After grain bin incident, Cedar Rapids man owes first responders debt of gratitude

A Cedar Rapids man says he has first responders to thank after they rescued him from a grain bin Thursday evening.
Published: Jan. 30, 2022 at 10:48 PM CST
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CEDAR RAPIDS, Iowa (KCRG) - A Cedar Rapids man said he has first responders to thank after they rescued him from a grain bin Thursday evening

“It felt like my leg was being crushed by a vice with all the pressure from the corn,” Darrell Benish, of Cedar Rapids, said.

Benish was rescued by the Cedar Rapids Fire Department, as well as the Swisher Fire department, after getting trapped inside a grain bin Thursday evening.

“I was trying to push the auger in with my foot, and it slipped,” Benish said. “The suction sucked me in there, and nobody saw what happened.”

Benish was stuck for about 2 hours with freezing grain covering his body up to his shoulders. Firefighters attempted to insert a barrier to keep more corn from completely covering him.

“I couldn’t even breathe,” Benish said. “They put that insert around me to keep the corn from covering my body, but it was the most pain I’ve felt in my life.”

“When you have a situation like this where we can make a rescue, and the person survives, that’s rare,” Capt. Brian Hall, with the Cedar Rapids Fire Department, said.

Hall was the first person to make contact with Benish followed by a paramedic. First responders cut four holes in the side of the bin to release as much corn as possible.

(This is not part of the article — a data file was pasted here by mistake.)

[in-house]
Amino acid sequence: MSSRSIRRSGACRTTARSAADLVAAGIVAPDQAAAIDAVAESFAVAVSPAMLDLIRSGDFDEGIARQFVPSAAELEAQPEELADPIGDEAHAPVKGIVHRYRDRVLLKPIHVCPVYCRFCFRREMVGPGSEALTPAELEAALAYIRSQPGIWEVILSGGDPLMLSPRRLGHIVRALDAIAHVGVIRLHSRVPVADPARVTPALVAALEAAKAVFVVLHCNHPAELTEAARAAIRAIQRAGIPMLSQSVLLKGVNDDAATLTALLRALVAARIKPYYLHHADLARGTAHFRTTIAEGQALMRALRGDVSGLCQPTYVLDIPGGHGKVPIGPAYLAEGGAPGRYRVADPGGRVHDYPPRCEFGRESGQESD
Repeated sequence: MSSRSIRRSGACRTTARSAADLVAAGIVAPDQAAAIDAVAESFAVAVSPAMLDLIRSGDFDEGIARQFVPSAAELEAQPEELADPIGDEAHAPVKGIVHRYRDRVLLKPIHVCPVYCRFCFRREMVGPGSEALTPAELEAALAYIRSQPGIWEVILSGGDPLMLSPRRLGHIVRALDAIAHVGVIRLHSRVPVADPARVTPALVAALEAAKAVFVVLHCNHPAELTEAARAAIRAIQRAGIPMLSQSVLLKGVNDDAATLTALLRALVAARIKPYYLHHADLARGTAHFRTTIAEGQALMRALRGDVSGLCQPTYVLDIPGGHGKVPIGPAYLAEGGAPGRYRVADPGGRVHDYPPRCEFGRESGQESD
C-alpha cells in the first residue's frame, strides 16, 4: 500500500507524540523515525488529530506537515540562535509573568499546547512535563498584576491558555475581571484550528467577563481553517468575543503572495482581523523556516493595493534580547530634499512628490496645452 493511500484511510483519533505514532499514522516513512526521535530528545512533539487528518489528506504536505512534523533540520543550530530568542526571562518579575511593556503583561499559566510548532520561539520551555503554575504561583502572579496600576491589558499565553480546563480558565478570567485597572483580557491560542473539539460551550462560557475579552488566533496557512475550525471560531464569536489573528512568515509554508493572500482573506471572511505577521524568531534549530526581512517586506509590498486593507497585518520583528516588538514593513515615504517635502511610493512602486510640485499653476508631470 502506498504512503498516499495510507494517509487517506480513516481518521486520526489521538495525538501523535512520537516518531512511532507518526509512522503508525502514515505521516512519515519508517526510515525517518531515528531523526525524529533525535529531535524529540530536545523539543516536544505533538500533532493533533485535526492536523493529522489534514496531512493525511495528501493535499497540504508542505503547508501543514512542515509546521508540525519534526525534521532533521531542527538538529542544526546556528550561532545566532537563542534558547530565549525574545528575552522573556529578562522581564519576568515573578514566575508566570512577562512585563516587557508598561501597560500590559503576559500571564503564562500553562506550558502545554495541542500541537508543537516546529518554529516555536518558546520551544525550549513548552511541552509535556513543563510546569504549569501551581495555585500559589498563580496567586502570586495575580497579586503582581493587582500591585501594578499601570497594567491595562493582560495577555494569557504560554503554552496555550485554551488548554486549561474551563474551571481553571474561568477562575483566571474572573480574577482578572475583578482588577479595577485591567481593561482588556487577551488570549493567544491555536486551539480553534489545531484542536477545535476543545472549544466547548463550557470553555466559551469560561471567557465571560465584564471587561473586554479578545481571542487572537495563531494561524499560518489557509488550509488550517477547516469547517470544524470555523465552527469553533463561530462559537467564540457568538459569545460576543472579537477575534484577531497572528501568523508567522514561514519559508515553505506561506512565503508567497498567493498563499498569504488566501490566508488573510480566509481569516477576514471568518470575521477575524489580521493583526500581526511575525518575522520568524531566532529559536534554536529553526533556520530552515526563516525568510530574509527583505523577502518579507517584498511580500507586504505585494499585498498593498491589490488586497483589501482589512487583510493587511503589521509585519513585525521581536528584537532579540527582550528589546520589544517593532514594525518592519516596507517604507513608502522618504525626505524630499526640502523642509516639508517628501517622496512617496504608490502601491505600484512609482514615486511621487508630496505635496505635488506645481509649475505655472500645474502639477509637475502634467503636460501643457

“We were very fortunate that he was only about six feet from a door,” Hall said. “That also needs to be taken into account for some of the crushing factors. He was not in the center and all the pressure going towards his direction.”

Thursday wasn’t only Hall’s first-grain bin rescue in his 33-year career, it was also his last full shift. Sunday, he signed off for the last time.

“These are the type of scenarios where we’ve truly made a difference in people’s lives,” Hall said. “Not just in his life, but in their family’s lives too.”

Hall said he looked forward to the next chapter of his life, but Benish and his family were thankful they could continue writing his.

“I’m just fortunate there wasn’t more grain in the bin,” Benish said. “If there had been another foot, it could have covered me up, and I could have died.”

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